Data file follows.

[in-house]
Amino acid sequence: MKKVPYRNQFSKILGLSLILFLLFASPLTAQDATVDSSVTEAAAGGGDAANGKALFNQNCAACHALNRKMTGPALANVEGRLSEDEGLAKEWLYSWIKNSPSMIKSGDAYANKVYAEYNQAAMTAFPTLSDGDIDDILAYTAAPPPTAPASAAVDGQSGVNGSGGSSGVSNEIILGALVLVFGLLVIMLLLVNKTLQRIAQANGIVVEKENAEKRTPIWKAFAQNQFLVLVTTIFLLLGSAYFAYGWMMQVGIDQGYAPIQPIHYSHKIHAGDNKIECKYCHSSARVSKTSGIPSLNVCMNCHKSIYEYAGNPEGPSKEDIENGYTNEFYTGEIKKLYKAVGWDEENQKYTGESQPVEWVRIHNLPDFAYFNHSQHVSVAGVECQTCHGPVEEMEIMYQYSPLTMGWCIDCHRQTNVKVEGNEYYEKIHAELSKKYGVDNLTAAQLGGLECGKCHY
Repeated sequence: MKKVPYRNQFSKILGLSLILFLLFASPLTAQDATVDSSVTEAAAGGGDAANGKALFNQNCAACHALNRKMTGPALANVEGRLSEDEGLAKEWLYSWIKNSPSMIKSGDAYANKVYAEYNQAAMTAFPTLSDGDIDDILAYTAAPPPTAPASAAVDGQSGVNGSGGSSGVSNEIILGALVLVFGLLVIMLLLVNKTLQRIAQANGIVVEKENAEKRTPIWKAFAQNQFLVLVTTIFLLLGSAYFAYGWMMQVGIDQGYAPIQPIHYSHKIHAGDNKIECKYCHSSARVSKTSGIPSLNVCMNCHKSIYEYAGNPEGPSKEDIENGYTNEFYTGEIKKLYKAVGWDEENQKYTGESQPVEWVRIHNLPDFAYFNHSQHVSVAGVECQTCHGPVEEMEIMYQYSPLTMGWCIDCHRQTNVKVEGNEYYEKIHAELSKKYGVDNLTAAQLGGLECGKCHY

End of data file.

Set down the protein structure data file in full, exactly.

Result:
[in-house]
Amino acid sequence: MKKVPYRNQFSKILGLSLILFLLFASPLTAQDATVDSSVTEAAAGGGDAANGKALFNQNCAACHALNRKMTGPALANVEGRLSEDEGLAKEWLYSWIKNSPSMIKSGDAYANKVYAEYNQAAMTAFPTLSDGDIDDILAYTAAPPPTAPASAAVDGQSGVNGSGGSSGVSNEIILGALVLVFGLLVIMLLLVNKTLQRIAQANGIVVEKENAEKRTPIWKAFAQNQFLVLVTTIFLLLGSAYFAYGWMMQVGIDQGYAPIQPIHYSHKIHAGDNKIECKYCHSSARVSKTSGIPSLNVCMNCHKSIYEYAGNPEGPSKEDIENGYTNEFYTGEIKKLYKAVGWDEENQKYTGESQPVEWVRIHNLPDFAYFNHSQHVSVAGVECQTCHGPVEEMEIMYQYSPLTMGWCIDCHRQTNVKVEGNEYYEKIHAELSKKYGVDNLTAAQLGGLECGKCHY
Repeated sequence: MKKVPYRNQFSKILGLSLILFLLFASPLTAQDATVDSSVTEAAAGGGDAANGKALFNQNCAACHALNRKMTGPALANVEGRLSEDEGLAKEWLYSWIKNSPSMIKSGDAYANKVYAEYNQAAMTAFPTLSDGDIDDILAYTAAPPPTAPASAAVDGQSGVNGSGGSSGVSNEIILGALVLVFGLLVIMLLLVNKTLQRIAQANGIVVEKENAEKRTPIWKAFAQNQFLVLVTTIFLLLGSAYFAYGWMMQVGIDQGYAPIQPIHYSHKIHAGDNKIECKYCHSSARVSKTSGIPSLNVCMNCHKSIYEYAGNPEGPSKEDIENGYTNEFYTGEIKKLYKAVGWDEENQKYTGESQPVEWVRIHNLPDFAYFNHSQHVSVAGVECQTCHGPVEEMEIMYQYSPLTMGWCIDCHRQTNVKVEGNEYYEKIHAELSKKYGVDNLTAAQLGGLECGKCHY